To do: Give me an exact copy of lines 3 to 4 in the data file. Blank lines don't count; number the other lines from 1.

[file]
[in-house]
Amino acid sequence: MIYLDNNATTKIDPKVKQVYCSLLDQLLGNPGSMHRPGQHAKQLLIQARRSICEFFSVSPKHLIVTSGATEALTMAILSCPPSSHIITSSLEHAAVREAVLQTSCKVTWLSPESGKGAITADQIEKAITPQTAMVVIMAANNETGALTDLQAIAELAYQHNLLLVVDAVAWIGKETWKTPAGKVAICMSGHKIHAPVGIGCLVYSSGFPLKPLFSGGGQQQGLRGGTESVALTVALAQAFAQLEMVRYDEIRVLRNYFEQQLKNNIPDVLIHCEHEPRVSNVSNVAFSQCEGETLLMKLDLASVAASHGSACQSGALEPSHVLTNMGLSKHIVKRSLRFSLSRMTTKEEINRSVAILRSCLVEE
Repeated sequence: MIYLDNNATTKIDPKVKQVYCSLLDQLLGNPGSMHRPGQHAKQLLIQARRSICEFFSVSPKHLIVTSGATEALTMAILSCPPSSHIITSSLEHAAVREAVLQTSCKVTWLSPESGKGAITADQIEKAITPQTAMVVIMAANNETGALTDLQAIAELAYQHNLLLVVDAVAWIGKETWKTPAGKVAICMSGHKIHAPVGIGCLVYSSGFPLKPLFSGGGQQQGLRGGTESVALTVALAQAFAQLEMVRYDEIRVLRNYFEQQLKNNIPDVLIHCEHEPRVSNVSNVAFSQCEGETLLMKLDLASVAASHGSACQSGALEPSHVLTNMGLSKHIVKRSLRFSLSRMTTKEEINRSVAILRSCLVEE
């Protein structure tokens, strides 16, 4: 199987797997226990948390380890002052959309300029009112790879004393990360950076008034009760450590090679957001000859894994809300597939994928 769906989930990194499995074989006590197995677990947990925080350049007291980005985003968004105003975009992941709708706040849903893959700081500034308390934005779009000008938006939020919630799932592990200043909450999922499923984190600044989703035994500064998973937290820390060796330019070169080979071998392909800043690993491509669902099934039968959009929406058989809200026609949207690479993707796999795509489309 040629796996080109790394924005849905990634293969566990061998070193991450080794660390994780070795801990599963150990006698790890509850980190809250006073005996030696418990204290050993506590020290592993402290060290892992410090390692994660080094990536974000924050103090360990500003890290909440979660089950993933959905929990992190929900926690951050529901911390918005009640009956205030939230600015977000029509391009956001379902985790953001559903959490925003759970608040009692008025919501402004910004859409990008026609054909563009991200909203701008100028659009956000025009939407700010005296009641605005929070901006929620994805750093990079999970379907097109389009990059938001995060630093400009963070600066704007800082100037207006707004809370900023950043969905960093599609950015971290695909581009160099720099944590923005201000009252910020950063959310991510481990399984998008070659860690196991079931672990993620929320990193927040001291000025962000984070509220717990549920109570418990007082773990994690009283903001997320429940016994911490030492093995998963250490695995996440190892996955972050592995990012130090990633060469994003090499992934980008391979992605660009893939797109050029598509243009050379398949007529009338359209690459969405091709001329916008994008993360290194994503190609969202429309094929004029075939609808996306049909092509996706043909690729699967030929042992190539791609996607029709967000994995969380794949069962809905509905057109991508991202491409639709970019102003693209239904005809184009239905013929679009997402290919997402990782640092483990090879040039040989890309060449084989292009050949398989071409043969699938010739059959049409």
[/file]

Repeated sequence: MIYLDNNATTKIDPKVKQVYCSLLDQLLGNPGSMHRPGQHAKQLLIQARRSICEFFSVSPKHLIVTSGATEALTMAILSCPPSSHIITSSLEHAAVREAVLQTSCKVTWLSPESGKGAITADQIEKAITPQTAMVVIMAANNETGALTDLQAIAELAYQHNLLLVVDAVAWIGKETWKTPAGKVAICMSGHKIHAPVGIGCLVYSSGFPLKPLFSGGGQQQGLRGGTESVALTVALAQAFAQLEMVRYDEIRVLRNYFEQQLKNNIPDVLIHCEHEPRVSNVSNVAFSQCEGETLLMKLDLASVAASHGSACQSGALEPSHVLTNMGLSKHIVKRSLRFSLSRMTTKEEINRSVAILRSCLVEE
């Protein structure tokens, strides 16, 4: 199987797997226990948390380890002052959309300029009112790879004393990360950076008034009760450590090679957001000859894994809300597939994928 769906989930990194499995074989006590197995677990947990925080350049007291980005985003968004105003975009992941709708706040849903893959700081500034308390934005779009000008938006939020919630799932592990200043909450999922499923984190600044989703035994500064998973937290820390060796330019070169080979071998392909800043690993491509669902099934039968959009929406058989809200026609949207690479993707796999795509489309 040629796996080109790394924005849905990634293969566990061998070193991450080794660390994780070795801990599963150990006698790890509850980190809250006073005996030696418990204290050993506590020290592993402290060290892992410090390692994660080094990536974000924050103090360990500003890290909440979660089950993933959905929990992190929900926690951050529901911390918005009640009956205030939230600015977000029509391009956001379902985790953001559903959490925003759970608040009692008025919501402004910004859409990008026609054909563009991200909203701008100028659009956000025009939407700010005296009641605005929070901006929620994805750093990079999970379907097109389009990059938001995060630093400009963070600066704007800082100037207006707004809370900023950043969905960093599609950015971290695909581009160099720099944590923005201000009252910020950063959310991510481990399984998008070659860690196991079931672990993620929320990193927040001291000025962000984070509220717990549920109570418990007082773990994690009283903001997320429940016994911490030492093995998963250490695995996440190892996955972050592995990012130090990633060469994003090499992934980008391979992605660009893939797109050029598509243009050379398949007529009338359209690459969405091709001329916008994008993360290194994503190609969202429309094929004029075939609808996306049909092509996706043909690729699967030929042992190539791609996607029709967000994995969380794949069962809905509905057109991508991202491409639709970019102003693209239904005809184009239905013929679009997402290919997402990782640092483990090879040039040989890309060449084989292009050949398989071409043969699938010739059959049409």